BOWLING—STEVE JONES defeated Bill Spigner 211-177 in the final game to win the PBA $62,000 Quad Cities Open in Davenport, Iowa.
Mark Roth broke the PBA one-year money-earning record by winning $200 in an Eastern regional match in Paramus, N.J. Roth's winnings of $111,000 broke the mark of $110,833 set by Earl Anthony in 1976.
BOXING—PIPINO CUEVAS of Mexico retained his WBA welterweight championship by knocking out No. 1 contender Pete Ranzany of Sacramento, Calif. in the second round in Sacramento.
PRO FOOTBALL—NFL: It wasn't exactly what Tight End Dave Casper had planned, but it counted as much as any of his thrilling touchdown catches. With 10 seconds remaining in their game with San Diego, the Oakland Raiders, who were trailing 20-14, had the ball on the Chargers' 14. Ken Stabler set up to pass, was chased back to the 23 where he was hit by Linebacker Woodrow Lowe and fumbled. The ball wound up in the end zone, where Casper fell on it as time ran out. Errol Mann's extra point gave Oakland a controversial 21-20 win as San Diego's claim that Stabler intentionally grounded the ball was disallowed. It was just as close in Buffalo, where the New York Jets beat the Bills, also by 21-20. Jet Quarterback Richard Todd threw three touchdown passes, including one to Jerome Barkum with 50 seconds left. Rookie Wide Receiver James Lofton grabbed three of David Whitehurst's four touchdown passes as Green Bay beat New Orleans 28-17 for its second straight victory; the Packers haven't been 2-0 since 1969. A second-year quarterback, Whitehurst completed 10 of 15 for 161 yards. In Kansas City, Heisman Trophy winner Earl Campbell rushed for 111 yards and scored twice to lead Houston to a 20-17 win over the Chiefs (age 24). Roger Staubach connected for two touchdown passes and Robert Newhouse ran for two more as Dallas rolled past the New York Giants 34-24. Terry Bradshaw, who injured his throwing hand in the second quarter, tossed a pair of touchdown passes as Pittsburgh beat Seattle 21-10. Washington survived four touchdowns by Philadelphia's Wilbert Montgomery, a second-year running back, to defeat the Eagles 35-30. In Cleveland, veteran Don Cockroft kicked a 27-yard field goal at 4:30 into overtime as the Browns beat Cincinnati 13-10. Loose ballhandling led to Tampa Bay's second straight loss, 15-7 by Detroit. The Lions recovered five fumbles and Benny Ricardo kicked three field goals. New England held St. Louis scoreless until the final minutes of the third quarter, and sparked by Don Calhoun, who ran for 143 yards on 17 carries, beat the Cardinals 16-6. Miami drubbed Baltimore 42-0; Bill Troup, subbing for the injured Bert Jones, had his first pass intercepted by Norris Thomas, who returned it 53 yards for a Dolphin touchdown. O. J. Simpson had his first 100-yard rushing game for San Francisco, but the 49ers lost 16-13 to Chicago. Los Angeles beat Atlanta 10-0, and in Monday night's game Dallas overwhelmed the Colts 38-0.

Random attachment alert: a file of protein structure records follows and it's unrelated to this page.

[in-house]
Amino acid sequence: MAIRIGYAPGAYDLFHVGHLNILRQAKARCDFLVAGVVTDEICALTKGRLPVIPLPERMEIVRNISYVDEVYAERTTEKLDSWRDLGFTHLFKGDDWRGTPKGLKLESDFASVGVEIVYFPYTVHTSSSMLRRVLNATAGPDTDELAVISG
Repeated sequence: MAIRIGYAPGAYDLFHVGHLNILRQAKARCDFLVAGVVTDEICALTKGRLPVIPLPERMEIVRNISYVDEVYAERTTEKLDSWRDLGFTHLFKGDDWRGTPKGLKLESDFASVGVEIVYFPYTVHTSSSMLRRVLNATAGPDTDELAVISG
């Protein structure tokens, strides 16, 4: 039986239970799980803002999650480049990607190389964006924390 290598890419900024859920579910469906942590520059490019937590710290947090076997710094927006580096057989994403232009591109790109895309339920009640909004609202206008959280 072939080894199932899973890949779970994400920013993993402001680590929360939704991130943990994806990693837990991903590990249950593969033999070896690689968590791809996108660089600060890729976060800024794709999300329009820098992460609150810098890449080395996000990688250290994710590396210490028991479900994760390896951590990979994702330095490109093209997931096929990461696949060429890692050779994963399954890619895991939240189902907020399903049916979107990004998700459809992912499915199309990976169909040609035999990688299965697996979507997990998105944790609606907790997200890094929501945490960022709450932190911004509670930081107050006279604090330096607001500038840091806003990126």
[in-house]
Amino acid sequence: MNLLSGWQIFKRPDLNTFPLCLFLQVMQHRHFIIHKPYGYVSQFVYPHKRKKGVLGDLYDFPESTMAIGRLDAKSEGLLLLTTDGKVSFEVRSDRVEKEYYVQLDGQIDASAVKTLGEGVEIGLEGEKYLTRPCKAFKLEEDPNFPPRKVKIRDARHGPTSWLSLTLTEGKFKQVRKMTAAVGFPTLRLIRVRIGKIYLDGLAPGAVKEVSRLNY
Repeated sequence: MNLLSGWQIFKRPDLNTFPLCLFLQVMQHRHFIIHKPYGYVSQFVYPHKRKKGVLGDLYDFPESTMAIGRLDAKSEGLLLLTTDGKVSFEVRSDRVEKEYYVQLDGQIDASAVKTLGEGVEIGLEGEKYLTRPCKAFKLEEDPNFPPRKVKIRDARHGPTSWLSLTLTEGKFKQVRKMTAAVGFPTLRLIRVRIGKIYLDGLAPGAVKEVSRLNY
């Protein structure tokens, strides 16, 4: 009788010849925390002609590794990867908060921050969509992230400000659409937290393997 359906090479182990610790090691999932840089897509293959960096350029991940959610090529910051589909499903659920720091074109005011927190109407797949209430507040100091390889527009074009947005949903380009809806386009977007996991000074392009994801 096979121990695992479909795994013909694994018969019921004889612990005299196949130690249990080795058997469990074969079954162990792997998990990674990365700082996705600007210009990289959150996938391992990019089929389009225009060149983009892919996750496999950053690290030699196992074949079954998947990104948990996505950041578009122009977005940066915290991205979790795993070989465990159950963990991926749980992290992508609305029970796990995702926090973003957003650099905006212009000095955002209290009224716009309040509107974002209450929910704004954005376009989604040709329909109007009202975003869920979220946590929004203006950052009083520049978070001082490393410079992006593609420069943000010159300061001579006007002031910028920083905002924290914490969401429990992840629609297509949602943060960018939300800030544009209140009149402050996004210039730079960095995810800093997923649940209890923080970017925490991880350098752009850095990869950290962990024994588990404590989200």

September 17, 1978
GOLF—Defending champion JERRY PATE won the $175,000 Southern Open in Columbus, Ga. by one stroke over Phil Hancock with an 11-under-par 269.
Tom Kite fired four straight birdies in the final round to win the $225,000 rain-delayed B.C. Open at Endicott, N.Y. by five strokes over Mark Hayes.
Kathy Whitworth shot a five-under-par 211 for a three-stroke victory in a $60,000 LPGA tournament in Denver. Gloria Ehret, JoAnne Washam and Pat Bradley finished in a three-way tie for second.
Pat Bradley shot a 12-under-par 276 to defeat Sharon Miller by four strokes and win the $100,000 LPGA Rail Charity Classic in Springfield, Ill.
HARNESS RACING—RAMBLING WILLIE ($4.20), Robert Farrington driving, broke the career-earnings world record for a pacer by winning the $20,000 free-for-all race at Scioto Downs in Columbus, Ohio. Rambling Willie's earnings of $1,210,662 surpass the previous high of $1,201,470 set by Albatross.